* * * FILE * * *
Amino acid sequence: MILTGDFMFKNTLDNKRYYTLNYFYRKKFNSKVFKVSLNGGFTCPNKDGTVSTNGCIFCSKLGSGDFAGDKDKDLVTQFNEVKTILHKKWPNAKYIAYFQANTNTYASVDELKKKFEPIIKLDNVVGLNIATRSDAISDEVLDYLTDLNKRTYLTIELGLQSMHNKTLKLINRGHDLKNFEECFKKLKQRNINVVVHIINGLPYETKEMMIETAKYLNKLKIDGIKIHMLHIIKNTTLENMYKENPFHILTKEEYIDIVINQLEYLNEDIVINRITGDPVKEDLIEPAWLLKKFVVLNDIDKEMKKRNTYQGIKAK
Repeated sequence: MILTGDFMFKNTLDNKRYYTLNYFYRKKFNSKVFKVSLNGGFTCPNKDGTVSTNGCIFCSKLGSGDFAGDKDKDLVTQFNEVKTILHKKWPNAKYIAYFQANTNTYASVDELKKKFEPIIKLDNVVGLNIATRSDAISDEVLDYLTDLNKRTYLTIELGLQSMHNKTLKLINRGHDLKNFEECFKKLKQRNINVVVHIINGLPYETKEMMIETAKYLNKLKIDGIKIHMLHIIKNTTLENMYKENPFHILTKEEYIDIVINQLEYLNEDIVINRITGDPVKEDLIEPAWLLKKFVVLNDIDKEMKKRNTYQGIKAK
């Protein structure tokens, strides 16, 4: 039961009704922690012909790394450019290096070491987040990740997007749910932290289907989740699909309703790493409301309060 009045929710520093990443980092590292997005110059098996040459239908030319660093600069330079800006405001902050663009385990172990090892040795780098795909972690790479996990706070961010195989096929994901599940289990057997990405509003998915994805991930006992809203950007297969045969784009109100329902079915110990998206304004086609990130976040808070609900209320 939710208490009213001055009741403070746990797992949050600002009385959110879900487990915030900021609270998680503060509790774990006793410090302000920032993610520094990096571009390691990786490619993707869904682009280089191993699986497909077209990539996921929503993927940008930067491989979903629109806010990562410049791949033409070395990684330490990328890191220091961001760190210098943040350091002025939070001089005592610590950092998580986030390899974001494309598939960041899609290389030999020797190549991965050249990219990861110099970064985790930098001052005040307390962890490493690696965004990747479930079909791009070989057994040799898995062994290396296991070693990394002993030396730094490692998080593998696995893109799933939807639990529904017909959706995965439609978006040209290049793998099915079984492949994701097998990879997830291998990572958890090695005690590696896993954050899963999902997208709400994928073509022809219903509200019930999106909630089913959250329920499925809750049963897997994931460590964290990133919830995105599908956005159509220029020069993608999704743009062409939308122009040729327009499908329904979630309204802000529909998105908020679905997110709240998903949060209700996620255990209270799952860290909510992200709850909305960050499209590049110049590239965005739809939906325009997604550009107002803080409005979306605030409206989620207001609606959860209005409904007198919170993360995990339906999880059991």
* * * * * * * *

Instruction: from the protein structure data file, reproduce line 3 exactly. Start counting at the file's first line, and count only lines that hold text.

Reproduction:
């Protein structure tokens, strides 16, 4: 039961009704922690012909790394450019290096070491987040990740997007749910932290289907989740699909309703790493409301309060 009045929710520093990443980092590292997005110059098996040459239908030319660093600069330079800006405001902050663009385990172990090892040795780098795909972690790479996990706070961010195989096929994901599940289990057997990405509003998915994805991930006992809203950007297969045969784009109100329902079915110990998206304004086609990130976040808070609900209320 939710208490009213001055009741403070746990797992949050600002009385959110879900487990915030900021609270998680503060509790774990006793410090302000920032993610520094990096571009390691990786490619993707869904682009280089191993699986497909077209990539996921929503993927940008930067491989979903629109806010990562410049791949033409070395990684330490990328890191220091961001760190210098943040350091002025939070001089005592610590950092998580986030390899974001494309598939960041899609290389030999020797190549991965050249990219990861110099970064985790930098001052005040307390962890490493690696965004990747479930079909791009070989057994040799898995062994290396296991070693990394002993030396730094490692998080593998696995893109799933939807639990529904017909959706995965439609978006040209290049793998099915079984492949994701097998990879997830291998990572958890090695005690590696896993954050899963999902997208709400994928073509022809219903509200019930999106909630089913959250329920499925809750049963897997994931460590964290990133919830995105599908956005159509220029020069993608999704743009062409939308122009040729327009499908329904979630309204802000529909998105908020679905997110709240998903949060209700996620255990209270799952860290909510992200709850909305960050499209590049110049590239965005739809939906325009997604550009107002803080409005979306605030409206989620207001609606959860209005409904007198919170993360995990339906999880059991």